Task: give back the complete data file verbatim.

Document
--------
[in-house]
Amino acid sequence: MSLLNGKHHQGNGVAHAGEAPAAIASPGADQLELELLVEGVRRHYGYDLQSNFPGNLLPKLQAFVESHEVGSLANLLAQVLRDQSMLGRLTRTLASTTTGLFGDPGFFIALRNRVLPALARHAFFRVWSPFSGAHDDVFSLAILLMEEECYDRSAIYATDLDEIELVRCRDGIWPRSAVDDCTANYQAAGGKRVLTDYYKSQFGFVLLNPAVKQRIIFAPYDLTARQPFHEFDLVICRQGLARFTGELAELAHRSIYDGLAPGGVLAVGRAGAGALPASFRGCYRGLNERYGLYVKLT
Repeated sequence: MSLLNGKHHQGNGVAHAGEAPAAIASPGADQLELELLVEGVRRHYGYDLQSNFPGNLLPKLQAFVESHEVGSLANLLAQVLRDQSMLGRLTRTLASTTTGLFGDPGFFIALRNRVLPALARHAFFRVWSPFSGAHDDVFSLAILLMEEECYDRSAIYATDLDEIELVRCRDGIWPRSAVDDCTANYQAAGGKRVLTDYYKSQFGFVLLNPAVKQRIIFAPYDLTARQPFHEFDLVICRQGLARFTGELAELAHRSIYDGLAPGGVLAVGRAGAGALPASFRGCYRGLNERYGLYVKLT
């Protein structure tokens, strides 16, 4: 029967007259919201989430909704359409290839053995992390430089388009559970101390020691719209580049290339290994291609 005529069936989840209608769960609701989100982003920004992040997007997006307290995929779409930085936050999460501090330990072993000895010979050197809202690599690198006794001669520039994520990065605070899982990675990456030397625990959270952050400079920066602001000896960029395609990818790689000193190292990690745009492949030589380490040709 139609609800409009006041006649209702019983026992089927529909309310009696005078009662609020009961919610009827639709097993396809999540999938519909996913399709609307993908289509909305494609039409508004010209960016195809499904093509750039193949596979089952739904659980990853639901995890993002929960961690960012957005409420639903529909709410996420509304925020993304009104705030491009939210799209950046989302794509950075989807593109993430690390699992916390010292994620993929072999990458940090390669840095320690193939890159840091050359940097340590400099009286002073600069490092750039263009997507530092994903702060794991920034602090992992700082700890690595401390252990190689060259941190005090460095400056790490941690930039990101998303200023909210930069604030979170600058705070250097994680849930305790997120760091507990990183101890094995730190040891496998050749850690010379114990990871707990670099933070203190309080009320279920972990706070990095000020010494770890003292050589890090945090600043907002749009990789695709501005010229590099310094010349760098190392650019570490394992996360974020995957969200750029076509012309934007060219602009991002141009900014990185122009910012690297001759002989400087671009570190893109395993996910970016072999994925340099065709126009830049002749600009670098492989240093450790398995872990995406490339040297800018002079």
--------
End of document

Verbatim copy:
[in-house]
Amino acid sequence: MSLLNGKHHQGNGVAHAGEAPAAIASPGADQLELELLVEGVRRHYGYDLQSNFPGNLLPKLQAFVESHEVGSLANLLAQVLRDQSMLGRLTRTLASTTTGLFGDPGFFIALRNRVLPALARHAFFRVWSPFSGAHDDVFSLAILLMEEECYDRSAIYATDLDEIELVRCRDGIWPRSAVDDCTANYQAAGGKRVLTDYYKSQFGFVLLNPAVKQRIIFAPYDLTARQPFHEFDLVICRQGLARFTGELAELAHRSIYDGLAPGGVLAVGRAGAGALPASFRGCYRGLNERYGLYVKLT
Repeated sequence: MSLLNGKHHQGNGVAHAGEAPAAIASPGADQLELELLVEGVRRHYGYDLQSNFPGNLLPKLQAFVESHEVGSLANLLAQVLRDQSMLGRLTRTLASTTTGLFGDPGFFIALRNRVLPALARHAFFRVWSPFSGAHDDVFSLAILLMEEECYDRSAIYATDLDEIELVRCRDGIWPRSAVDDCTANYQAAGGKRVLTDYYKSQFGFVLLNPAVKQRIIFAPYDLTARQPFHEFDLVICRQGLARFTGELAELAHRSIYDGLAPGGVLAVGRAGAGALPASFRGCYRGLNERYGLYVKLT
């Protein structure tokens, strides 16, 4: 029967007259919201989430909704359409290839053995992390430089388009559970101390020691719209580049290339290994291609 005529069936989840209608769960609701989100982003920004992040997007997006307290995929779409930085936050999460501090330990072993000895010979050197809202690599690198006794001669520039994520990065605070899982990675990456030397625990959270952050400079920066602001000896960029395609990818790689000193190292990690745009492949030589380490040709 139609609800409009006041006649209702019983026992089927529909309310009696005078009662609020009961919610009827639709097993396809999540999938519909996913399709609307993908289509909305494609039409508004010209960016195809499904093509750039193949596979089952739904659980990853639901995890993002929960961690960012957005409420639903529909709410996420509304925020993304009104705030491009939210799209950046989302794509950075989807593109993430690390699992916390010292994620993929072999990458940090390669840095320690193939890159840091050359940097340590400099009286002073600069490092750039263009997507530092994903702060794991920034602090992992700082700890690595401390252990190689060259941190005090460095400056790490941690930039990101998303200023909210930069604030979170600058705070250097994680849930305790997120760091507990990183101890094995730190040891496998050749850690010379114990990871707990670099933070203190309080009320279920972990706070990095000020010494770890003292050589890090945090600043907002749009990789695709501005010229590099310094010349760098190392650019570490394992996360974020995957969200750029076509012309934007060219602009991002141009900014990185122009910012690297001759002989400087671009570190893109395993996910970016072999994925340099065709126009830049002749600009670098492989240093450790398995872990995406490339040297800018002079």